As the plauged Keystone Pipeline spilled 200,000 gallons of oil near the Sisseton Dakota reservation, on November 20, the Nebraska Public Service Commission issued a convoluted permit approval, allowing TransCanada to route the line through part of the state. In the meantime, the Dakota, Lakota and their allies stand strong.
That same day hundreds gathered for the Gathering to Protect the Sacred — a reaffirmation of the international agreement among sovereign indigenous nations to protect the environment from tar-sands projects. The Treaty to Protect the Sacred, first signed in 2013, was signed again. “Nothing has changed at all in our defense of land, air and water of the Oceti Sakowin,” Faith Spotted Eagle told the crowd. “If anything, it has become more focused, stronger and more adamant after Standing Rock.”
The assembly — sponsored by the Braveheart Society of Women, Wiconi Un Tipi, Ihanktonwan Treaty Committee and Dakota Rural Action — brought together 200 water protectors. Oyate Win Brushbreaker, a 97-year-old elder reminded those present, “Reaffirm the boundaries of that treaty. Keep out that black snake you have been talking about.”
The Keystone and its Spill (s)
This is a story about Wiindigoo Economics — Cannibal or Wasichu economics, if you like — an economic system that destroys the source of its wealth, Mother Earth.
We can say that it begins in the United States, where a fossil-fuel economy rules, or we can say that it begins in Canada, where 90 percent of the value of the Canadian dollar, the loonie, is based on tar sands. Regardless, an undiversified economy is a stupid idea. Even with all its oil company allies, Canada …read more
My name is Mashyla Buckmaster. I’m 28 years old. I’m the proud single mom of a beautiful one-year-old named Ella. As of today, I’m celebrating almost two years clean and sober. I live in Westport — in Grays Harbor County, Washington. I’ve spent five years of my life homeless. Once during my homelessness, a neighbor tried to assault me by throwing a log through the window of the empty building where I was squatting, because he was so enraged that homeless people were living on his block.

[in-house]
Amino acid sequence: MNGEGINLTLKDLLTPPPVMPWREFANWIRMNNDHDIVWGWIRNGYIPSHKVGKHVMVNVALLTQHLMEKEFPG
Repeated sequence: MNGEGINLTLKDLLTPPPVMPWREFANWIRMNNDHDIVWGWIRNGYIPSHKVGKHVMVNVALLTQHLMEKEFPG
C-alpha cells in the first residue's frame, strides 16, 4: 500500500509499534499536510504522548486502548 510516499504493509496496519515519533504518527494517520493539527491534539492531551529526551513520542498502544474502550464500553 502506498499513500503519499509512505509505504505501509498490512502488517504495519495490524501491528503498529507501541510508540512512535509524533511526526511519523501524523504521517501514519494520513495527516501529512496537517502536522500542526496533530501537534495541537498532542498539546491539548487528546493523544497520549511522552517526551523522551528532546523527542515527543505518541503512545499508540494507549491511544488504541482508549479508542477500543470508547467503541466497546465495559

I got Section 8 housing after my daughter was born, just before my organization began providing cold weather shelter to our homeless members. For 110 days last winter, Chaplains on the Harbor hosted about 20 people in our church — most of them millennials who caught a record trying to survive in a county with no good jobs, no decent affordable housing, horrible healthcare, and plenty of heroin.
Business and property owners were outraged by our cold weather shelter. Our homeless members were stalked by police. Our pastor was threatened with vigilante violence. The same man who’d tried to attack me during my own time squatting also assaulted a 19-year-old homeless member of our community, on church property, and later attempted to run him over with a truck.
I volunteered to stay overnight at our church and keep people safe while they slept. I stayed there through the nights while the threats continued to pour in. I stayed because my community stepped up to save my life, when the rest of society didn’t care whether I lived or died, and now it was …read more
Rep. Adam Schiff, D-Calif., appeared on CNN on Sunday and laid out the state of the investigation into Russian collusion with the Trump campaign in stark, simple terms:
Here is what we know:
The Russians offered help.
The Campaign accepted help.
The Russians gave help.
The President made full use of that help.
That’s pretty damning. pic.twitter.com/kRo9NrdQq4
— Adam Schiff (@RepAdamSchiff) December 10, 2017
It is. I would also add, as I wrote last week, that numerous members of the Trump transition team apparently knew that Michael Flynn told the Russian ambassador to tell his government not to react to the sanctions the Obama administration had just imposed upon them. That’s damning too. The Russians were essentially told, “Don’t worry, we’ll make sure you aren’t punished for helping us win the presidency.”
Whether laws were broken, beyond the charges filed so far against four top Trump advisers, we don’t yet know. But it’s clear that special counsel Robert Mueller is pursuing leads in a number of directions, from possible financial crimes to obstruction of justice to conspiracy. With former national security adviser Michael Flynn pleading guilty to lying and agreeing to cooperate, this investigation has moved beyond the campaign to the transition and the White House. It’s very serious.